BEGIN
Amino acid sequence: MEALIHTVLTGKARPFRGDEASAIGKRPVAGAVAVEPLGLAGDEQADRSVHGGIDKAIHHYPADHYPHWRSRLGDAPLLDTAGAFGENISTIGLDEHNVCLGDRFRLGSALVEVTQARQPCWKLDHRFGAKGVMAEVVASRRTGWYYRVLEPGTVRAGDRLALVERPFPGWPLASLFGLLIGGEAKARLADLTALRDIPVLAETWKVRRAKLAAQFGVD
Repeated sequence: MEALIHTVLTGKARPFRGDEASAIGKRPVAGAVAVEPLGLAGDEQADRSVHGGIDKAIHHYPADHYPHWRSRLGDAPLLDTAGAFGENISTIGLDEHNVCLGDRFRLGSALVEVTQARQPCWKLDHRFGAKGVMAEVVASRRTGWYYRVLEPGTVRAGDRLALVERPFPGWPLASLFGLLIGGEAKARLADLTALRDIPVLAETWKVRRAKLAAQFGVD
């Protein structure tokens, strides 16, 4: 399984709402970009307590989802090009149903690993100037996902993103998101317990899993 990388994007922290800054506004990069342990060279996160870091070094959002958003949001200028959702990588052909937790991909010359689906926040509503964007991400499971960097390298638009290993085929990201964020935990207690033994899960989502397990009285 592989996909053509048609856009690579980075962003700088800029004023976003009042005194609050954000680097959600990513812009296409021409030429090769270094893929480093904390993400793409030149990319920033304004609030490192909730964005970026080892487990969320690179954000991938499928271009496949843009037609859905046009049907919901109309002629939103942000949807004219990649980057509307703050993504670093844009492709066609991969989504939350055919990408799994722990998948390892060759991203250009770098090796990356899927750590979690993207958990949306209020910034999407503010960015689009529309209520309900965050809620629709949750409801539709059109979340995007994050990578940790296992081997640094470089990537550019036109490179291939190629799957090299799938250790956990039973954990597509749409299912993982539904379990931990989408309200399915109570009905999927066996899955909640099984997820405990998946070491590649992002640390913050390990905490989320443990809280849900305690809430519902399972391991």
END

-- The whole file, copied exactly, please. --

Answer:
Amino acid sequence: MEALIHTVLTGKARPFRGDEASAIGKRPVAGAVAVEPLGLAGDEQADRSVHGGIDKAIHHYPADHYPHWRSRLGDAPLLDTAGAFGENISTIGLDEHNVCLGDRFRLGSALVEVTQARQPCWKLDHRFGAKGVMAEVVASRRTGWYYRVLEPGTVRAGDRLALVERPFPGWPLASLFGLLIGGEAKARLADLTALRDIPVLAETWKVRRAKLAAQFGVD
Repeated sequence: MEALIHTVLTGKARPFRGDEASAIGKRPVAGAVAVEPLGLAGDEQADRSVHGGIDKAIHHYPADHYPHWRSRLGDAPLLDTAGAFGENISTIGLDEHNVCLGDRFRLGSALVEVTQARQPCWKLDHRFGAKGVMAEVVASRRTGWYYRVLEPGTVRAGDRLALVERPFPGWPLASLFGLLIGGEAKARLADLTALRDIPVLAETWKVRRAKLAAQFGVD
């Protein structure tokens, strides 16, 4: 399984709402970009307590989802090009149903690993100037996902993103998101317990899993 990388994007922290800054506004990069342990060279996160870091070094959002958003949001200028959702990588052909937790991909010359689906926040509503964007991400499971960097390298638009290993085929990201964020935990207690033994899960989502397990009285 592989996909053509048609856009690579980075962003700088800029004023976003009042005194609050954000680097959600990513812009296409021409030429090769270094893929480093904390993400793409030149990319920033304004609030490192909730964005970026080892487990969320690179954000991938499928271009496949843009037609859905046009049907919901109309002629939103942000949807004219990649980057509307703050993504670093844009492709066609991969989504939350055919990408799994722990998948390892060759991203250009770098090796990356899927750590979690993207958990949306209020910034999407503010960015689009529309209520309900965050809620629709949750409801539709059109979340995007994050990578940790296992081997640094470089990537550019036109490179291939190629799957090299799938250790956990039973954990597509749409299912993982539904379990931990989408309200399915109570009905999927066996899955909640099984997820405990998946070491590649992002640390913050390990905490989320443990809280849900305690809430519902399972391991």